Intelligent Machines

Computing beyond Silicon

  • by Katherine Bourzac
  • April 20, 2010
  • The logic gate relies on carbon nanotubes. The nanotubes are the faint vertical lines stretching between the circuit traces.

It is inevitable that eventually Moore’s Law will fail–at least for silicon technology. Further miniaturizing silicon transistors to fit more of them on a microchip will become impossible, or at least too expensive. Researchers are anticipating that day by developing alternative materials such as gallium arsenide, graphene, and carbon nanotubes. The hope is that transistors made from these materials will be smaller, faster, and more energy efficient than anything that could ever be made from silicon. “We need to add more materials to the toolbox,” says Michael Mayberry, director of components research at Intel.

One challenge is to make these materials work with the infrastructure built for silicon, which represents billions of dollars in investment for chip makers (see “The High Cost of Upholding Moore’s Law”). Intel, for one, has developed expertise in compound semiconductors, such as gallium arsenide, that operate at higher speeds and lower voltages than silicon. But gallium arsenide is brittle, so devices made from it are difficult to manufacture in volume. Intel is trying to get around the problem by growing thin layers of this material on top of silicon wafers, hoping to improve silicon chips by adding a few high-­performance gallium arsenide elements.

Other major contenders to replace silicon are based on carbon. In February, IBM made transistors from graphene, a one-atom-thick mesh of carbon; they are much faster than silicon transistors, switching at the rate of 100 gigahertz. Crucially, the IBM researchers built the transistor arrays on wafers, using a manufacturing-friendly process. These graphene transistors are still much bigger than their silicon counterparts, however, and an integrated circuit hasn’t been made from them yet.

This story is part of our May/June 2010 Issue
See the rest of the issue
Subscribe

Researchers are also working on making transistors from carbon nanotubes. Like the graphene transistors, these are speedy, but they are much smaller. At Stanford University, scientists are developing techniques for fabricating three-dimensional integrated circuits based on these cylindrical molecules of carbon.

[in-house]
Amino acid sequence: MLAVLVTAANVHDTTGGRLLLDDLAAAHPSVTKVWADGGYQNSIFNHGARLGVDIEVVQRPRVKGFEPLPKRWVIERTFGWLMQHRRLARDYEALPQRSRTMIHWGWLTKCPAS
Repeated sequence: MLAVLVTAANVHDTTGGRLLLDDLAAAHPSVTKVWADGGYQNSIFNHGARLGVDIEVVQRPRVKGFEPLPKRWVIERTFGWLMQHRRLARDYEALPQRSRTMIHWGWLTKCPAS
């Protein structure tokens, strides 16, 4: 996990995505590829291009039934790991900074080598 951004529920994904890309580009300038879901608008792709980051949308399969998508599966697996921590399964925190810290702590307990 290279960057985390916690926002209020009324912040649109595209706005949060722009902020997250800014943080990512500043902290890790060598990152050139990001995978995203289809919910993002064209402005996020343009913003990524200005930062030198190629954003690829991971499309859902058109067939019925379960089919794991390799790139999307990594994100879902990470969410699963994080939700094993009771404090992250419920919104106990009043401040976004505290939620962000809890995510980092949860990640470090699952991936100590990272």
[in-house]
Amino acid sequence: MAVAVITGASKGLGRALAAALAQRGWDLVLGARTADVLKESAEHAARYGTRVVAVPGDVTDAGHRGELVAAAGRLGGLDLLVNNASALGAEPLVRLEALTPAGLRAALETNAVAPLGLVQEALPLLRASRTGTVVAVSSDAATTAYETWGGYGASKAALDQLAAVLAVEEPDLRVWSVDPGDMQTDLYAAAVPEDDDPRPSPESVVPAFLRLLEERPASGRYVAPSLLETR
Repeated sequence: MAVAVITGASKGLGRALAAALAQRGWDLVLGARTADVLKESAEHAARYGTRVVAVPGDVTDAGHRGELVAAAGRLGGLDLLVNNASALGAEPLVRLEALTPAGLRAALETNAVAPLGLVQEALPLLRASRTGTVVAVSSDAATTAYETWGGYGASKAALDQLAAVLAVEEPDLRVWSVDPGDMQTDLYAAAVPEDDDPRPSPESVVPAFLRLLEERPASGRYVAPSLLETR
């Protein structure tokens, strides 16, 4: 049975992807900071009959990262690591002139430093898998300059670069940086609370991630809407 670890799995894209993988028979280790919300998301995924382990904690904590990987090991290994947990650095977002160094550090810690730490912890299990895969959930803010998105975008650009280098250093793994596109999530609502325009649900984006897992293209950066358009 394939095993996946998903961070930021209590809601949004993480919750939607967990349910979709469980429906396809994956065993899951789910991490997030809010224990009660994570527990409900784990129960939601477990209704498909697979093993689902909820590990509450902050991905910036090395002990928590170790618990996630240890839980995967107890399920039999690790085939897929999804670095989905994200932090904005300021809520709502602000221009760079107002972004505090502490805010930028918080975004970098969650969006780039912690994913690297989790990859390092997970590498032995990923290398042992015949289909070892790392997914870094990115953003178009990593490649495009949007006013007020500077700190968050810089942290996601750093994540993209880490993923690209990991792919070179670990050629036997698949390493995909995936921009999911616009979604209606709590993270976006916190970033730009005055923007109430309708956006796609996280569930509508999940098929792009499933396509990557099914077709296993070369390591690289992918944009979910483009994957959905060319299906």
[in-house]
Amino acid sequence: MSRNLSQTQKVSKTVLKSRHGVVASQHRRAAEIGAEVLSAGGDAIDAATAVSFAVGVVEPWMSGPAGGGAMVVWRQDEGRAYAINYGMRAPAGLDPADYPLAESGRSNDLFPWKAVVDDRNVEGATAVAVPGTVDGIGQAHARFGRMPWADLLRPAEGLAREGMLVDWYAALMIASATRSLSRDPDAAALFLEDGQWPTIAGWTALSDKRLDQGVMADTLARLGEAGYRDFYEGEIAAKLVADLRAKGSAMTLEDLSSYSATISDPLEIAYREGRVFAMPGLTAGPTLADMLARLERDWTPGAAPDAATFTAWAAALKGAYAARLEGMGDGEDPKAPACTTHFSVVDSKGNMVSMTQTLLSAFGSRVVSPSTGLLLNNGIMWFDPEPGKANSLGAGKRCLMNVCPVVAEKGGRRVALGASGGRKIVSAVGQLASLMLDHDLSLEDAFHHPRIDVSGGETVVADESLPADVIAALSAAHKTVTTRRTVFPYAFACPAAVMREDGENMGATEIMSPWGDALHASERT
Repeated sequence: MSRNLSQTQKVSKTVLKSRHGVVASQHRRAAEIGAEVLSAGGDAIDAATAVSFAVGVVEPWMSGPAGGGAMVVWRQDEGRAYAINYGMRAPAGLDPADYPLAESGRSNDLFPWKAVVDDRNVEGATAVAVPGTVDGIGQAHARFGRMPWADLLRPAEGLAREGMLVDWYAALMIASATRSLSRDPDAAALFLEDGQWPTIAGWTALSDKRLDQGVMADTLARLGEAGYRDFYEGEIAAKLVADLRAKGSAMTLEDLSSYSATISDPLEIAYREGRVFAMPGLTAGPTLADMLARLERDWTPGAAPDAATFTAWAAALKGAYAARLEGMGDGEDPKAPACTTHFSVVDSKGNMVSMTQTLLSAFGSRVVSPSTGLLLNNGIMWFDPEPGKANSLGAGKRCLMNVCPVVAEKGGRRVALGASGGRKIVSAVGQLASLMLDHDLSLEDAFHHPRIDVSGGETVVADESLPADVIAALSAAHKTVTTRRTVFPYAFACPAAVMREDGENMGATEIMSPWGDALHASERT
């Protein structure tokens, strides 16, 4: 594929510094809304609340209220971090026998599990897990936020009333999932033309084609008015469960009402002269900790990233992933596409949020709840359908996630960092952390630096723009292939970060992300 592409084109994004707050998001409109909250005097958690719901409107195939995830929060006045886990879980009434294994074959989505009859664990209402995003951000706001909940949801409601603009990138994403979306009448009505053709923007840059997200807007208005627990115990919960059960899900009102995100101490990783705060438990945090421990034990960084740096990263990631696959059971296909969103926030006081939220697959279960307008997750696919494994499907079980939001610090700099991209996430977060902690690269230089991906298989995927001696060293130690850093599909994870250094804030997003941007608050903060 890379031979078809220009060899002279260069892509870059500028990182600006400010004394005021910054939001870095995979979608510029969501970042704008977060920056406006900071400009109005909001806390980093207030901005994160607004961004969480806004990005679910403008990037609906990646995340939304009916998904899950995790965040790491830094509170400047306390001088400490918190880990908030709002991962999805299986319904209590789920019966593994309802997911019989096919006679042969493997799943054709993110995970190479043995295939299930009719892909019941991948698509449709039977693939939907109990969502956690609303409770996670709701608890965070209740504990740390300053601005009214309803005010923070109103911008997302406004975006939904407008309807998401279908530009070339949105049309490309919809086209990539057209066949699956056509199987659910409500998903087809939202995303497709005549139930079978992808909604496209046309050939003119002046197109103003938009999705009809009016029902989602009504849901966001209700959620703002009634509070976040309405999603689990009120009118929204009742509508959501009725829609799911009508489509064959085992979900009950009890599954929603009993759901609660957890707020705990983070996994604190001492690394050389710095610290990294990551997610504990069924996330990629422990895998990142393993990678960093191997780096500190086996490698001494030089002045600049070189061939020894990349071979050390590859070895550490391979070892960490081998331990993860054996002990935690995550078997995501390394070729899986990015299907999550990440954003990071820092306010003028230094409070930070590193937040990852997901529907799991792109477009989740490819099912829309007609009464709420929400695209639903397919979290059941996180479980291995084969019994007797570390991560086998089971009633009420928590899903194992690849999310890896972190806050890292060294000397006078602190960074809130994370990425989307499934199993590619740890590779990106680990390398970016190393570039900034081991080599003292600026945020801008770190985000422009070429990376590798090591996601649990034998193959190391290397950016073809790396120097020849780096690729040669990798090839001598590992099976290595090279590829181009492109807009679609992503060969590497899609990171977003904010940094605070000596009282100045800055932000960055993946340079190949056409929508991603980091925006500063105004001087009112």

It’s still uncertain what will ultimately replace silicon. But this once dominant material is already looking too fragile, too power hungry, and too expensive to drive our computers forever.

Want to go ad free? No ad blockers needed.

Become an Insider
Already an Insider? Log in.

Uh oh–you've read all of your free articles for this month.

Insider Premium
$179.95/yr US PRICE

More from Intelligent Machines

Artificial intelligence and robots are transforming how we work and live.

Want more award-winning journalism? Subscribe and become an Insider.
  • Insider Premium {! insider.prices.premium !}*

    {! insider.display.menuOptionsLabel !}

    Our award winning magazine, unlimited access to our story archive, special discounts to MIT Technology Review Events, and exclusive content.

    See details+

    What's Included

    Bimonthly magazine delivery and unlimited 24/7 access to MIT Technology Review’s website

    The Download: our daily newsletter of what's important in technology and innovation

    Access to the magazine PDF archive—thousands of articles going back to 1899 at your fingertips

    Special discounts to select partner offerings

    Discount to MIT Technology Review events

    Ad-free web experience

    First Look: exclusive early access to important stories, before they’re available to anyone else

    Insider Conversations: listen in on in-depth calls between our editors and today’s thought leaders

  • Insider Plus {! insider.prices.plus !}* Best Value

    {! insider.display.menuOptionsLabel !}

    Everything included in Insider Basic, plus ad-free web experience, select discounts to partner offerings and MIT Technology Review events

    See details+

    What's Included

    Bimonthly magazine delivery and unlimited 24/7 access to MIT Technology Review’s website

    The Download: our daily newsletter of what's important in technology and innovation

    Access to the magazine PDF archive—thousands of articles going back to 1899 at your fingertips

    Special discounts to select partner offerings

    Discount to MIT Technology Review events

    Ad-free web experience

  • Insider Basic {! insider.prices.basic !}*

    {! insider.display.menuOptionsLabel !}

    Six issues of our award winning magazine and daily delivery of The Download, our newsletter of what’s important in technology and innovation.

    See details+

    What's Included

    Bimonthly magazine delivery and unlimited 24/7 access to MIT Technology Review’s website

    The Download: our daily newsletter of what's important in technology and innovation

/
You've read all of your free articles this month. This is your last free article this month. You've read of free articles this month. or  for unlimited online access.